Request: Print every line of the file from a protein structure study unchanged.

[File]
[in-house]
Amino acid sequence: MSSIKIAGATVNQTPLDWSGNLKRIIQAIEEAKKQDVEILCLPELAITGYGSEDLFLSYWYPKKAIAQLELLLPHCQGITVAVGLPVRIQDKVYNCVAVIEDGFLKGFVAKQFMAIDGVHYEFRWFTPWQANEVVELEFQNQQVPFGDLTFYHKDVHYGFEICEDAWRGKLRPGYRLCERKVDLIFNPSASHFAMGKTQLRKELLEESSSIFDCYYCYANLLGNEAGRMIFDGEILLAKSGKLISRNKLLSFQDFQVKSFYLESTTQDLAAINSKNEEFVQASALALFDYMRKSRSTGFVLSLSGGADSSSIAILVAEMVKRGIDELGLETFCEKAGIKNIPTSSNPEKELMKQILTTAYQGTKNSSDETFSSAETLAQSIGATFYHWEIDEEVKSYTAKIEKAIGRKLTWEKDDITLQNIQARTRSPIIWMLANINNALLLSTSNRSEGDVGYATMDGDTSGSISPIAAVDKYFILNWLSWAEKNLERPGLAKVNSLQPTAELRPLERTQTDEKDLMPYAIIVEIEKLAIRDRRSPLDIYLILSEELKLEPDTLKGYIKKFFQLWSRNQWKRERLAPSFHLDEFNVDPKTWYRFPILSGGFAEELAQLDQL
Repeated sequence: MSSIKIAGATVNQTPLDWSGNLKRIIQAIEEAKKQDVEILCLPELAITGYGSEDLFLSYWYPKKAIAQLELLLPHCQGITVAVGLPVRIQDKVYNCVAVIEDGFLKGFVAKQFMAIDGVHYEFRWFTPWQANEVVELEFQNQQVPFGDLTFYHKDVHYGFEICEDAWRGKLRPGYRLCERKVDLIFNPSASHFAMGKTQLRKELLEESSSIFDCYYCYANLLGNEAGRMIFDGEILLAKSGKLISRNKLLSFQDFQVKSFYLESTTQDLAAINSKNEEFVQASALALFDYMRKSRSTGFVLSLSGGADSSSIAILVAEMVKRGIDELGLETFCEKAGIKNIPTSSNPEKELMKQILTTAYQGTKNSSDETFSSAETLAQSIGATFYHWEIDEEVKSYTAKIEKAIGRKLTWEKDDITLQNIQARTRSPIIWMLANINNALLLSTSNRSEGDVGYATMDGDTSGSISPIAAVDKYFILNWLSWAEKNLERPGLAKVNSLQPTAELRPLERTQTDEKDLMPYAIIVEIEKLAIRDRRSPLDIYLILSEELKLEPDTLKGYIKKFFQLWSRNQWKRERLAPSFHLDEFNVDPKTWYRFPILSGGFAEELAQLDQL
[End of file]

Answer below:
[in-house]
Amino acid sequence: MSSIKIAGATVNQTPLDWSGNLKRIIQAIEEAKKQDVEILCLPELAITGYGSEDLFLSYWYPKKAIAQLELLLPHCQGITVAVGLPVRIQDKVYNCVAVIEDGFLKGFVAKQFMAIDGVHYEFRWFTPWQANEVVELEFQNQQVPFGDLTFYHKDVHYGFEICEDAWRGKLRPGYRLCERKVDLIFNPSASHFAMGKTQLRKELLEESSSIFDCYYCYANLLGNEAGRMIFDGEILLAKSGKLISRNKLLSFQDFQVKSFYLESTTQDLAAINSKNEEFVQASALALFDYMRKSRSTGFVLSLSGGADSSSIAILVAEMVKRGIDELGLETFCEKAGIKNIPTSSNPEKELMKQILTTAYQGTKNSSDETFSSAETLAQSIGATFYHWEIDEEVKSYTAKIEKAIGRKLTWEKDDITLQNIQARTRSPIIWMLANINNALLLSTSNRSEGDVGYATMDGDTSGSISPIAAVDKYFILNWLSWAEKNLERPGLAKVNSLQPTAELRPLERTQTDEKDLMPYAIIVEIEKLAIRDRRSPLDIYLILSEELKLEPDTLKGYIKKFFQLWSRNQWKRERLAPSFHLDEFNVDPKTWYRFPILSGGFAEELAQLDQL
Repeated sequence: MSSIKIAGATVNQTPLDWSGNLKRIIQAIEEAKKQDVEILCLPELAITGYGSEDLFLSYWYPKKAIAQLELLLPHCQGITVAVGLPVRIQDKVYNCVAVIEDGFLKGFVAKQFMAIDGVHYEFRWFTPWQANEVVELEFQNQQVPFGDLTFYHKDVHYGFEICEDAWRGKLRPGYRLCERKVDLIFNPSASHFAMGKTQLRKELLEESSSIFDCYYCYANLLGNEAGRMIFDGEILLAKSGKLISRNKLLSFQDFQVKSFYLESTTQDLAAINSKNEEFVQASALALFDYMRKSRSTGFVLSLSGGADSSSIAILVAEMVKRGIDELGLETFCEKAGIKNIPTSSNPEKELMKQILTTAYQGTKNSSDETFSSAETLAQSIGATFYHWEIDEEVKSYTAKIEKAIGRKLTWEKDDITLQNIQARTRSPIIWMLANINNALLLSTSNRSEGDVGYATMDGDTSGSISPIAAVDKYFILNWLSWAEKNLERPGLAKVNSLQPTAELRPLERTQTDEKDLMPYAIIVEIEKLAIRDRRSPLDIYLILSEELKLEPDTLKGYIKKFFQLWSRNQWKRERLAPSFHLDEFNVDPKTWYRFPILSGGFAEELAQLDQL